Most Wanted Man, A (2014)
Director: Anton Corbijn
Cast: Philip Seymour Hoffman, Rachel McAdams, Willem Dafoe, Grigoriy Dobrygin
Plot: A Chechen Muslim illegally immigrates to Hamburg, where he gets caught in the international war on terror.
Genre: Drama / Thriller
Rating: NC16 for language.
IN RETROSPECT (Spoilers: NO)
Effectively the last movie featuring the late Philip Seymour Hoffman in a major dramatic leading role, A Most Wanted Man is not exactly one of his best films, neither does it contain one of his best performances. It is a good, but not spectacular effort.
Hoffman plays a head spy with a small, invisible network of counter-terror intelligence officers working in Hamburg, Germany. He does work outside of the radar, its effectiveness questioned by the German authorities, but his patient, wait-and-catch-a-bigger-fish strategy may potentially lead to a more important harvest.
Hoffman is joined by Rachel McAdams who plays a lawyer assisting illegal immigrants, and Willem Dafoe who plays a hot-shot owner of a bank. The performances are not bad, sometimes subdued in favour of emotions of acceptance and patience, rather than that associated with hard reactions.
But it is in the climax, a wonderfully thought-out sequence that surprises with its intent, yet retaining a measure of fatalism that elevates this film to a higher level that what transpired in the first ninety minutes doesn't quite seem to promise.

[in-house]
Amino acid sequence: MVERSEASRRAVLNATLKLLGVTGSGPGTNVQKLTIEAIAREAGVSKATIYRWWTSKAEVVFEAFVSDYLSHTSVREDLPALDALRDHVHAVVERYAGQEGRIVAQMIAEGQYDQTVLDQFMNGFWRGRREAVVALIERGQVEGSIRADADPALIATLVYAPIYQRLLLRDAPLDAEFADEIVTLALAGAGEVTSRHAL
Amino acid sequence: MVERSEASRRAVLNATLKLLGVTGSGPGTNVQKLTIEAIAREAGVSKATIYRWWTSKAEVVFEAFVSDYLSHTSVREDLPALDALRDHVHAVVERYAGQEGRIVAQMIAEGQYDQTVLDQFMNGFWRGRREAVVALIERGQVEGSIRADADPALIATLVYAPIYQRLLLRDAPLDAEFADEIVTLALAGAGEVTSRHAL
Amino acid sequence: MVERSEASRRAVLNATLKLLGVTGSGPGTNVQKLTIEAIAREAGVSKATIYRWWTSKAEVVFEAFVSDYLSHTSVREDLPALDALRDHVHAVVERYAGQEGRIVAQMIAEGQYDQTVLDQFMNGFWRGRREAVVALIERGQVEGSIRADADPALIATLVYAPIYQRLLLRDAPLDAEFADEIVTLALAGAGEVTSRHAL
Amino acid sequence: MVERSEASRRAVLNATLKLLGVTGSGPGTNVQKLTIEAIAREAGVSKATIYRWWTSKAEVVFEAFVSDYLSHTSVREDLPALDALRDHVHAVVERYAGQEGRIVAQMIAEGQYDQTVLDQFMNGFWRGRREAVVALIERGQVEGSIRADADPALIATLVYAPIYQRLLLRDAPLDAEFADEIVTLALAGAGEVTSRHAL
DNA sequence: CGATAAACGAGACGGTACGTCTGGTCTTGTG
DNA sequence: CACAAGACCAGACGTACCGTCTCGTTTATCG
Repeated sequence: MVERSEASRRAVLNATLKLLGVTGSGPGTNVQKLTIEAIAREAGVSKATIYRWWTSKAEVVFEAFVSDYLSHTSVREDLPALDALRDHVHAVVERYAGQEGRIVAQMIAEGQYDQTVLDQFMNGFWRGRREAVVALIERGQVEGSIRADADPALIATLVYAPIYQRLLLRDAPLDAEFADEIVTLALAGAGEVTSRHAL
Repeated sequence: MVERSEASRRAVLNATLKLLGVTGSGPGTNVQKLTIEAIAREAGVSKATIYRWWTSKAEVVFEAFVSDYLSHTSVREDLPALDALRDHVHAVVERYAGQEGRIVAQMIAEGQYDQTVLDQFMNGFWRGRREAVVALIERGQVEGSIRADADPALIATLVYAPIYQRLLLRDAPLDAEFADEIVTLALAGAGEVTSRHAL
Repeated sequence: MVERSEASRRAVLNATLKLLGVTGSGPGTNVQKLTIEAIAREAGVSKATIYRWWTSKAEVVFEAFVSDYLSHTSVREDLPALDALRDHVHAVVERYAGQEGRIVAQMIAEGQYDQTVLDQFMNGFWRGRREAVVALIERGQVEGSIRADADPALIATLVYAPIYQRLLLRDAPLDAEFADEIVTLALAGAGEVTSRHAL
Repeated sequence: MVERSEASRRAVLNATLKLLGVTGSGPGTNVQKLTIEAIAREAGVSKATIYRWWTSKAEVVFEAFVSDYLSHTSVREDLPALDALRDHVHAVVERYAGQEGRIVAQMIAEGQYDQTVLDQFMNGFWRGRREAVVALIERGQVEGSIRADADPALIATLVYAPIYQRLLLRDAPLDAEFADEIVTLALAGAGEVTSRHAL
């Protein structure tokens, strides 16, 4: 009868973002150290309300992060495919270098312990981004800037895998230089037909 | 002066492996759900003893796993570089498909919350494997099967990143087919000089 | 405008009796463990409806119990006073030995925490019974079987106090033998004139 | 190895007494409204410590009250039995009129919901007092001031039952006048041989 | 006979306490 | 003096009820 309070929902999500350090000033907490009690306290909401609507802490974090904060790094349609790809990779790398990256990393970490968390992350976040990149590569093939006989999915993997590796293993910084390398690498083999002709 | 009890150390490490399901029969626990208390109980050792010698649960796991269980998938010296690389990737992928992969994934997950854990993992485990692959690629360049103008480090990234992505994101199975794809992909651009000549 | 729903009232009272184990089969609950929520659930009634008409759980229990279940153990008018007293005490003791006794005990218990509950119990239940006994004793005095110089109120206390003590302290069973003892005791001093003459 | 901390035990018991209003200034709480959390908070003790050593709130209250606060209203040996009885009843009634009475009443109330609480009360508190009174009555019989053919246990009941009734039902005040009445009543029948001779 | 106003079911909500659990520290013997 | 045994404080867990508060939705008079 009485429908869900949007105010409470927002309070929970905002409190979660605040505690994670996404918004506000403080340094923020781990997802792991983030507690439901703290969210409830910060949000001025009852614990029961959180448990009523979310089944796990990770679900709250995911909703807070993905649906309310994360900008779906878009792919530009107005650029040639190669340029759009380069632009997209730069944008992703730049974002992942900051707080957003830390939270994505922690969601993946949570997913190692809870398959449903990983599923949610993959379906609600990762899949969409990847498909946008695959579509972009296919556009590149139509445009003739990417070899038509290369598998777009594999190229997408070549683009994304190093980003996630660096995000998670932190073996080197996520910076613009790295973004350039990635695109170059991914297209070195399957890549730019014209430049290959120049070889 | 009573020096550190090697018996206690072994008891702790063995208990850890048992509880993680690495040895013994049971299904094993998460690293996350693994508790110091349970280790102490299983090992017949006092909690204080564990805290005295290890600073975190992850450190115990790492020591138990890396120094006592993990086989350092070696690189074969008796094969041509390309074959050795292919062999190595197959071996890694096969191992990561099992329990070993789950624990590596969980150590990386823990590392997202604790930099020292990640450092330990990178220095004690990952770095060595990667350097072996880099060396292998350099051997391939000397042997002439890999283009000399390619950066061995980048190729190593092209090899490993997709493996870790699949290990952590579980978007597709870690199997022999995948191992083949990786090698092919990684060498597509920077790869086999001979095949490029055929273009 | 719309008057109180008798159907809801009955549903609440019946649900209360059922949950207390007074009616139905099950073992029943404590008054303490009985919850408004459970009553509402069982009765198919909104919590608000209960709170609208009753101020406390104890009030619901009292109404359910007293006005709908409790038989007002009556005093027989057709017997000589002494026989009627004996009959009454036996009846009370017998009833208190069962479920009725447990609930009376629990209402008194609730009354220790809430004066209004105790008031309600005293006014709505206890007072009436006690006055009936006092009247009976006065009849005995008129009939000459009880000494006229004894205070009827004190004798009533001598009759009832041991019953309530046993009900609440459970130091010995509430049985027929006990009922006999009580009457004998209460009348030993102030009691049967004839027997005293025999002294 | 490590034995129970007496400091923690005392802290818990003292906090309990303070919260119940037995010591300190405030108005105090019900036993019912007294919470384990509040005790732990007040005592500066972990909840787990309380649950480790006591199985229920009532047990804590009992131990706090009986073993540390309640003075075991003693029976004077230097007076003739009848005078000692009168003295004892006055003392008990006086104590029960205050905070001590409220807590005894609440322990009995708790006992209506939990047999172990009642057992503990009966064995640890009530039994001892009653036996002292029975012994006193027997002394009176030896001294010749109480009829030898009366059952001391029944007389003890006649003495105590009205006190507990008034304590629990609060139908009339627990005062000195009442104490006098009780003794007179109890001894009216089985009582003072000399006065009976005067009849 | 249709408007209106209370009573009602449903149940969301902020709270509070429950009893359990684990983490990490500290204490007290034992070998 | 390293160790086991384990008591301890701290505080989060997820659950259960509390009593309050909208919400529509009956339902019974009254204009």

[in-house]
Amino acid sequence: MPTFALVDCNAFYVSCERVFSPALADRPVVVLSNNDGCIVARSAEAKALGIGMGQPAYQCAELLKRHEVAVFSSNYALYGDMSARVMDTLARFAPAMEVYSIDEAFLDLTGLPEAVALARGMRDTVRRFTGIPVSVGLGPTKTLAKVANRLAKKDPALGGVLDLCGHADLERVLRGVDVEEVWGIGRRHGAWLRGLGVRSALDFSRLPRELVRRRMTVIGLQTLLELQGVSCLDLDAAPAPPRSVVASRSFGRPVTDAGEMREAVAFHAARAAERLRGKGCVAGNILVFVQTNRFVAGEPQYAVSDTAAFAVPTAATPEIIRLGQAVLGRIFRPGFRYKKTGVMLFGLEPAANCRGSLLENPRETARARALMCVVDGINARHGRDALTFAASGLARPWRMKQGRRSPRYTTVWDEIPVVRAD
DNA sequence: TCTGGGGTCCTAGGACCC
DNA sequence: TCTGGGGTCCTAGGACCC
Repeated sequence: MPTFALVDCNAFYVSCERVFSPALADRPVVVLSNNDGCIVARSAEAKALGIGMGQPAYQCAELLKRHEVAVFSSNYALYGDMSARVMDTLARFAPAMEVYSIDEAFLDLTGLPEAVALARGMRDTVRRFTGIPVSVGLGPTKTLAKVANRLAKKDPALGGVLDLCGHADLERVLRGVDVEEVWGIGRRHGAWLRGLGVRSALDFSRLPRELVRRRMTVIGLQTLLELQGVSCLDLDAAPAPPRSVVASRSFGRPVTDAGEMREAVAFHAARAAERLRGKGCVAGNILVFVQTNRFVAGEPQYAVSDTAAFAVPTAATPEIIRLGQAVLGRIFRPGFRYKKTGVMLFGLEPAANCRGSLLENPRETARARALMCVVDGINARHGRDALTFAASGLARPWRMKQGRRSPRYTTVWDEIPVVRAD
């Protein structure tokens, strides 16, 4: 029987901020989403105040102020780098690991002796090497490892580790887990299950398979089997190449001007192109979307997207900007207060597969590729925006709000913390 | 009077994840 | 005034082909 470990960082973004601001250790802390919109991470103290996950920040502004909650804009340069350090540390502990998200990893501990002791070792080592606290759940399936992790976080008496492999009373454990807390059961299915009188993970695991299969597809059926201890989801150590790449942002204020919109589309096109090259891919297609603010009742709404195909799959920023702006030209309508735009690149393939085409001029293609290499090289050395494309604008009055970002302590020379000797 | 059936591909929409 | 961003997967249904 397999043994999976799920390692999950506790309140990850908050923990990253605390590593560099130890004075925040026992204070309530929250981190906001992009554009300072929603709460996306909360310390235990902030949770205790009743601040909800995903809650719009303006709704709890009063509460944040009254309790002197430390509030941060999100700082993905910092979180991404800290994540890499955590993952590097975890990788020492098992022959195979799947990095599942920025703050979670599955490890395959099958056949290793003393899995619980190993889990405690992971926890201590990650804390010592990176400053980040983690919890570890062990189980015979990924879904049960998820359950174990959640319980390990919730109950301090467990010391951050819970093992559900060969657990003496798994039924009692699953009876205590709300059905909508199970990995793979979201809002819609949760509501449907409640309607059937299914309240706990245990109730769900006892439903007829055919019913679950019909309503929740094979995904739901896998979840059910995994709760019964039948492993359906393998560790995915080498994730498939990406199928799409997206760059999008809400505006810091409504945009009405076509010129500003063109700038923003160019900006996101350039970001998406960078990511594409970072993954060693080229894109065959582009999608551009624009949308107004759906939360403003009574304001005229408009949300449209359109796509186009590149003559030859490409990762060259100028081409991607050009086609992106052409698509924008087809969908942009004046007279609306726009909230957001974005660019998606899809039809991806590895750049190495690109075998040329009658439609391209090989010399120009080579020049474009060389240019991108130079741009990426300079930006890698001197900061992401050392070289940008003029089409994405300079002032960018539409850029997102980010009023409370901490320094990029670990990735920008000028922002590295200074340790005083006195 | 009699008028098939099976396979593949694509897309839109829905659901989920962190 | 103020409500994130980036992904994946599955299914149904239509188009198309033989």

The story treatment is intriguing: A Most Wanted Man is not so much about apprehending a terror suspect, so as to, and I quote a line from the movie, "make the world a safer place", but rather to prove the suspect's innocence, and forge a close relationship in order to use him as bait to, well, catch a bigger fish. That's essentially Hoffman's gameplan, which is often at loggerheads with the authorities who demand effective, near-instant results.
Directed by Anton Corbijn, whose existential hitman spy-thriller The American (2010), heavily-influenced by Melville's Le Samourai (1967), impressed me, A Most Wanted Man forgoes thrills and spills for a more procedural direction. It is concerned with the modus operandi of a secret intelligence unit.
In other words, it isn't a James Bond movie, and those with that expectation will find Corbijn's work here a slow bore. Others will find it moderately engaging, which tells us that despite its intention, the film could have done with a tighter pacing, particularly in scenes involving McAdams and the terror suspect, and herself in an interrogation room.
A Most Wanted Man still retains some serious filmmaking vibes, and with Hoffman stealing the scenery on a few occasions, plus a terrific climax, this is worth a consideration to see.
Verdict: Could do with tighter pacing, this slow-burn spy thriller with a terrific climax has enough in the late Philip Seymour Hoffman to give it some measure of quality.
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